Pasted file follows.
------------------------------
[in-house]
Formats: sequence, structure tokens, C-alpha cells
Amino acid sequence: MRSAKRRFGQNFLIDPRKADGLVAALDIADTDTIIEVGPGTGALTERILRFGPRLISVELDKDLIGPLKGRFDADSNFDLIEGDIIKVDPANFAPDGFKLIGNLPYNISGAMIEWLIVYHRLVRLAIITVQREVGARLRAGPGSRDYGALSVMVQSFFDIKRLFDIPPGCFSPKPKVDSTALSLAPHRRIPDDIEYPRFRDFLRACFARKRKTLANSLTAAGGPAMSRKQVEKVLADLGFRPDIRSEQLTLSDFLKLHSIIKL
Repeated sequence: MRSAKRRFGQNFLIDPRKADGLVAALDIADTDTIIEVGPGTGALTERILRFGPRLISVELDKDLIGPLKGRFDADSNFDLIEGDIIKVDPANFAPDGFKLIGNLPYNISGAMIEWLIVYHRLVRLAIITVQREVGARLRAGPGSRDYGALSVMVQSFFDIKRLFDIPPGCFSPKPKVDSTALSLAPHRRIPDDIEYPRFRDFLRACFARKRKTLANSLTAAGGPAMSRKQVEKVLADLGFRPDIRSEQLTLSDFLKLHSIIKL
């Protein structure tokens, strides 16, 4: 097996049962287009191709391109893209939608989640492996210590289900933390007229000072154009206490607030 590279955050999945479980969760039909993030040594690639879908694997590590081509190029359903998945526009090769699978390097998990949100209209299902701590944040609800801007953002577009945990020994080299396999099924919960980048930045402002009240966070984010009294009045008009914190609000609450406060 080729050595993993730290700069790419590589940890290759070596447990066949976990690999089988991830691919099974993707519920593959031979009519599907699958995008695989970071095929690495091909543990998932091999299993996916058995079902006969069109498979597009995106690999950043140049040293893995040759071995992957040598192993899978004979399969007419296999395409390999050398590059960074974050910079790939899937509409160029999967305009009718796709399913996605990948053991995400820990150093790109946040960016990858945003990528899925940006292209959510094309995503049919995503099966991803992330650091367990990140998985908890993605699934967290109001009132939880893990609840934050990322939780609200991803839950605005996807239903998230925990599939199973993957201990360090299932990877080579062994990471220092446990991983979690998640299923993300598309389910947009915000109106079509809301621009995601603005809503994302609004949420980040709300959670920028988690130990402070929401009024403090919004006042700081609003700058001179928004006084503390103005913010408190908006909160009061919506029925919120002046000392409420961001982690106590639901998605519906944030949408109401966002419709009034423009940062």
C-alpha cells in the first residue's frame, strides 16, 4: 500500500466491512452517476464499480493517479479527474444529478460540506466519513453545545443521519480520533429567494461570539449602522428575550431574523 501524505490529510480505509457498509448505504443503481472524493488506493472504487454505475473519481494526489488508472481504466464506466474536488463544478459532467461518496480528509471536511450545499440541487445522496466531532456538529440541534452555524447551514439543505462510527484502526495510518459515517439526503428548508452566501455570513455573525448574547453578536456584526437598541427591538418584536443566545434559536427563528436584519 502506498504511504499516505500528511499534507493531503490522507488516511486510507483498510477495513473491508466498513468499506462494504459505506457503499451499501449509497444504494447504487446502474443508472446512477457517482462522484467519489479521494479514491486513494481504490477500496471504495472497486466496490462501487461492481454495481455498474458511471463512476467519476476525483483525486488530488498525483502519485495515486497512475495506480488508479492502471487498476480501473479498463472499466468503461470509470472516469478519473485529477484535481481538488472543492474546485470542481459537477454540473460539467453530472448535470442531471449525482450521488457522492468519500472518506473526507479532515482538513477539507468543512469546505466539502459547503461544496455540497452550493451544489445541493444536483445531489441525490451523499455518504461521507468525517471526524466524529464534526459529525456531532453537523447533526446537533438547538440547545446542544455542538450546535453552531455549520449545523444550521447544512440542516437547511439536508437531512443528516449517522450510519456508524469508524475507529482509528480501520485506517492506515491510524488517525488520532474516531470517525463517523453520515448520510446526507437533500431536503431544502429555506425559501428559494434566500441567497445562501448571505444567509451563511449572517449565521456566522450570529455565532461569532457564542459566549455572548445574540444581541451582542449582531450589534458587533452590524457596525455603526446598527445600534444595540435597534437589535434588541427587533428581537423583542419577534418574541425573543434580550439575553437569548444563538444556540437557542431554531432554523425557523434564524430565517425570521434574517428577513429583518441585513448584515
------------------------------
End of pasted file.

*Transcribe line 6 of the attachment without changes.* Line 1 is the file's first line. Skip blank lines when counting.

C-alpha cells in the first residue's frame, strides 16, 4: 500500500466491512452517476464499480493517479479527474444529478460540506466519513453545545443521519480520533429567494461570539449602522428575550431574523 501524505490529510480505509457498509448505504443503481472524493488506493472504487454505475473519481494526489488508472481504466464506466474536488463544478459532467461518496480528509471536511450545499440541487445522496466531532456538529440541534452555524447551514439543505462510527484502526495510518459515517439526503428548508452566501455570513455573525448574547453578536456584526437598541427591538418584536443566545434559536427563528436584519 502506498504511504499516505500528511499534507493531503490522507488516511486510507483498510477495513473491508466498513468499506462494504459505506457503499451499501449509497444504494447504487446502474443508472446512477457517482462522484467519489479521494479514491486513494481504490477500496471504495472497486466496490462501487461492481454495481455498474458511471463512476467519476476525483483525486488530488498525483502519485495515486497512475495506480488508479492502471487498476480501473479498463472499466468503461470509470472516469478519473485529477484535481481538488472543492474546485470542481459537477454540473460539467453530472448535470442531471449525482450521488457522492468519500472518506473526507479532515482538513477539507468543512469546505466539502459547503461544496455540497452550493451544489445541493444536483445531489441525490451523499455518504461521507468525517471526524466524529464534526459529525456531532453537523447533526446537533438547538440547545446542544455542538450546535453552531455549520449545523444550521447544512440542516437547511439536508437531512443528516449517522450510519456508524469508524475507529482509528480501520485506517492506515491510524488517525488520532474516531470517525463517523453520515448520510446526507437533500431536503431544502429555506425559501428559494434566500441567497445562501448571505444567509451563511449572517449565521456566522450570529455565532461569532457564542459566549455572548445574540444581541451582542449582531450589534458587533452590524457596525455603526446598527445600534444595540435597534437589535434588541427587533428581537423583542419577534418574541425573543434580550439575553437569548444563538444556540437557542431554531432554523425557523434564524430565517425570521434574517428577513429583518441585513448584515